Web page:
As stories go in the LGBT community especially those of a LGBT identifying child growing up in a conservative Christian family my son’s is relatively benign. Honestly, loving him was a no brainer from the family’s point of view. Yet, we were ignorant. We’d been taught the conservative Christian lie that sexual attraction and gender identity was a choice that could be changed. And, while it took some of us a little longer to turn away from the lies, we didn’t ever reject our son or brother and did ultimately CHOSE to adjust our behavior and verbiage as the truth was made known to us. From my son’s point of view, I believe, most of the damage was done before we knew the truth, before he let us know how he identified. Our ignorant words and behavior created an atmosphere of fear, rejection, and uncertainty for him. Before ever coming out to us he spent years struggling with self hatred, wondering if his relationship with God was threatened by his attraction to other boys, and living with the fear his family would reject him if they (we) knew. Our unstudied, status quo answers to his questions (when he tried to test the waters of our judgment) contributed to his pain. We can’t undo those years. We can’t take them back. I hope he can heal from the damage our lack of understanding caused and I hope we’ll be given opportunities to embrace the whole of who he is. Even so certain scars will probably be with him for life.
As I said, my son’s story is relatively benign. Some children who identify as part of the LGBT community feel afraid for good reason. For some, coming out to family begins a journey through the greatest pain they will ever feel in their lives. The heart breaking stories I’ve read from parents who learned too late how to love their children and the ones told by children who no longer have families who love them fuel my pleas to the Church–We must become more like Jesus! Children shouldn’t need to turn to prostitution and engage in unsafe sexual practice because they’ve been kicked out of their homes, rejected by their fellowships and friends, have no where to sleep, and have nothing to eat. Children shouldn’t be filled with such self loathing that they contemplate suicide on a daily basis or get involved with drugs to deaden their pain. These are realities in the LGBT community and the Church ought to feel ashamed for our part in driving our children to these dark places.
Love first! Be the first to love. Embrace first! Be the first to embrace. Nurture first! Be the first to nurture. These dictates ought to be the mantras of Christianity. They were most certainly the lifestyle of Christ. He walked out loving His Father God. He walked out loving His neighbor. And, He walked out loving His enemy. He showed us what non-judgment and forgiveness looked like when he spoke with the women at the well, ate with tax collectors, prostitutes, and Pharisees, refused to stone the woman caught in adultery, and prayed about the soldiers nailing Him to the cross, “Forgive them; they know not what they do.” He showed His compassion for all of humanity when he wept over Jerusalem, fed the 5000, and traveled through towns and villages healing the sick and forgiving sins. His life was inclusive. He did not tell anyone that because of their sexual practice, because of their gender, or because of their ethnicity they didn’t belong. He did not tell anyone that because of their sexual practice, because of their gender, or because of their ethnicity He couldn’t love them. The Church has said that but Jesus never did!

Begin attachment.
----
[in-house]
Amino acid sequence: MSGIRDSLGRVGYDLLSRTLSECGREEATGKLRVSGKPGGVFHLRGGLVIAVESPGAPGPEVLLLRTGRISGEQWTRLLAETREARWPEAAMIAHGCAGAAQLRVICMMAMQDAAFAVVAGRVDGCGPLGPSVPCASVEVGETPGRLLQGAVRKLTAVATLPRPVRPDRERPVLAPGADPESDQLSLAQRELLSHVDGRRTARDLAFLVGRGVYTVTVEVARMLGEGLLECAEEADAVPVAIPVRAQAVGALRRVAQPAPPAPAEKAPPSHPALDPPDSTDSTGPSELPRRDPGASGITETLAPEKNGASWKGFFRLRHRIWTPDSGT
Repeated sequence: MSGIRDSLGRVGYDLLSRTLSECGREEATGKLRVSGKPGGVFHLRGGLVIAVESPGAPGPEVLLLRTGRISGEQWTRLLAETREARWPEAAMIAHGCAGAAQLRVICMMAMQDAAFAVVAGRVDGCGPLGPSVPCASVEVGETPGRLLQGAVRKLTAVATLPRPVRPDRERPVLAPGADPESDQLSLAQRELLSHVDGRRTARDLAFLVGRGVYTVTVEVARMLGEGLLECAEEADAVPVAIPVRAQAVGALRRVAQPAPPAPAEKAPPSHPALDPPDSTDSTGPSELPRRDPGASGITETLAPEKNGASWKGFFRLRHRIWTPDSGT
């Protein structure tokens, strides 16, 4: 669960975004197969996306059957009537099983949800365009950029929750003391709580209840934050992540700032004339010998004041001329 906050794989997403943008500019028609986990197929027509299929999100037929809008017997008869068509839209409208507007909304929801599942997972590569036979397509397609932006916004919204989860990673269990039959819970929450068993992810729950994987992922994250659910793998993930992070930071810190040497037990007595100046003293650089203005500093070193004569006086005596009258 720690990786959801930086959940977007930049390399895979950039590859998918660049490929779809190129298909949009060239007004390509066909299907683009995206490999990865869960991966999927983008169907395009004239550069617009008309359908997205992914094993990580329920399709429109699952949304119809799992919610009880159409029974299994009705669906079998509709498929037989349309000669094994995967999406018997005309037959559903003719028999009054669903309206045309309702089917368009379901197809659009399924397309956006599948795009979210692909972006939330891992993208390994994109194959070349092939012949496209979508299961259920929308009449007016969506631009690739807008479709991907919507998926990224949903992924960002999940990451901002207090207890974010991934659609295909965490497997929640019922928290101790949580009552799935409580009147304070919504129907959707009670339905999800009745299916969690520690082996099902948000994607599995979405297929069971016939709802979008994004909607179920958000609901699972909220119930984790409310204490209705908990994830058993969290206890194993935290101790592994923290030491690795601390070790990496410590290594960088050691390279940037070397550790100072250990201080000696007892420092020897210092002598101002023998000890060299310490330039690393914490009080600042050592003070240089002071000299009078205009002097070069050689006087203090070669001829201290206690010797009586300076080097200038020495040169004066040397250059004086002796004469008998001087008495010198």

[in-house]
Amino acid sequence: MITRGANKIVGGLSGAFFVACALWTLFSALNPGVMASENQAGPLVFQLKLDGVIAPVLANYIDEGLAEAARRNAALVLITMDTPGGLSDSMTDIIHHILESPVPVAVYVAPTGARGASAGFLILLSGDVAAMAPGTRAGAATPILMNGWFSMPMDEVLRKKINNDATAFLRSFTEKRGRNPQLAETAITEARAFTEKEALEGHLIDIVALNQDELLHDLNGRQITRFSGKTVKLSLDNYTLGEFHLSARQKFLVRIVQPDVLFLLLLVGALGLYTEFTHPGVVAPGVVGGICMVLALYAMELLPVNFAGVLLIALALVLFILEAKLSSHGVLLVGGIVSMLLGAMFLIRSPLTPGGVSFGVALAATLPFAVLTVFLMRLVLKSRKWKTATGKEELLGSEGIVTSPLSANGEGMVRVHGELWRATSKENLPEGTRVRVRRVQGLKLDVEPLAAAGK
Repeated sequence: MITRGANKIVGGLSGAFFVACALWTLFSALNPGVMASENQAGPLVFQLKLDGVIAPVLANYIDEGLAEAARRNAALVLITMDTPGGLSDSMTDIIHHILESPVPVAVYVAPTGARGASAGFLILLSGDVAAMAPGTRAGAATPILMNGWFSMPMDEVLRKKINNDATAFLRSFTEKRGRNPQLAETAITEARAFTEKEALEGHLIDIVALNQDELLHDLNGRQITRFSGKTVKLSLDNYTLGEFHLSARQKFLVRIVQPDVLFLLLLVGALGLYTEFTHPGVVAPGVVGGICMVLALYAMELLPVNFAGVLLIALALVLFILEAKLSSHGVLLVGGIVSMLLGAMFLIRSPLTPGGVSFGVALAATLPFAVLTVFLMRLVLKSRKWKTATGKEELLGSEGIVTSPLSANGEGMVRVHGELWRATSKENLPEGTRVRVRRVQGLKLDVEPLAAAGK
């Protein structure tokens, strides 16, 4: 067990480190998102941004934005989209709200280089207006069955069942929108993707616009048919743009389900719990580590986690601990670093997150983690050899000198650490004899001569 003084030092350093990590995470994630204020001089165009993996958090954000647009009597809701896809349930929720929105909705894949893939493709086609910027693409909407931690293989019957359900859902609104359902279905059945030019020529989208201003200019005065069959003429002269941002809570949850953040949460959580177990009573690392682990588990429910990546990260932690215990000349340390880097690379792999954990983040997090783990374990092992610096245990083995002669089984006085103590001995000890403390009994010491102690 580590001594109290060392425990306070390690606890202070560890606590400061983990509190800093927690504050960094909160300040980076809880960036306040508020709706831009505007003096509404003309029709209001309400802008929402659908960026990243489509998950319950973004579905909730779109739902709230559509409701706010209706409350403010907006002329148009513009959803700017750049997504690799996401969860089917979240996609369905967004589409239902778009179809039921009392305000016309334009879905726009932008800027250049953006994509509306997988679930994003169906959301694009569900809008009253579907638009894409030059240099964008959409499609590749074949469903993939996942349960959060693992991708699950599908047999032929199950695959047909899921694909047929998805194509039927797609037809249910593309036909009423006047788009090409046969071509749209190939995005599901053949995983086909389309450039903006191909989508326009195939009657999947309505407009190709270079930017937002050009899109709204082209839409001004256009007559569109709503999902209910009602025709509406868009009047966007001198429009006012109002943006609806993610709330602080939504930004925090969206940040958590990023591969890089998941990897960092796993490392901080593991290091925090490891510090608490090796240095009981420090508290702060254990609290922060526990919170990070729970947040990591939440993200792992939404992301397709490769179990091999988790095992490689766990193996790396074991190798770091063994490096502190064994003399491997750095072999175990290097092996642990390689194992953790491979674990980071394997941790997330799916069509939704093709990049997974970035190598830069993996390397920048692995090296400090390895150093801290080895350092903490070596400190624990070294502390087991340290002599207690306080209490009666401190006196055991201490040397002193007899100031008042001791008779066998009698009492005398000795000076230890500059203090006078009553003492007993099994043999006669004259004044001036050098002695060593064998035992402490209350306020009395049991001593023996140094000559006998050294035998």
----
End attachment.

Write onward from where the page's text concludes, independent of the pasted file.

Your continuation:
Personally, I do not believe members of the LGBT community are sinners because of who they love or how they identify. But Church, even if you do still cling to that thinking, it is NOT our place to judge. We must become the safe havens we once were. We must keep the bullying outside our walls and refuse to let our fellowship halls become torture chambers or lion’s dens. We should be leading the way to champion the rights of the LGBT community. And, we should do it not because it’s politically correct and will increase our coffers. We should do it because we are called to be salt and light; we’ve been commissioned to deliver the good news; we’ve been given our own freedom. We should do it because Christ would.
I am not ashamed of Christ but I have been a shameful representative. Forgive me. Forgive my ignorance and my laziness. Forgive my silence and my duplicity. Walk with me where the spirit of the Lord is because there is where we’ll find freedom and there is where we’ll know love.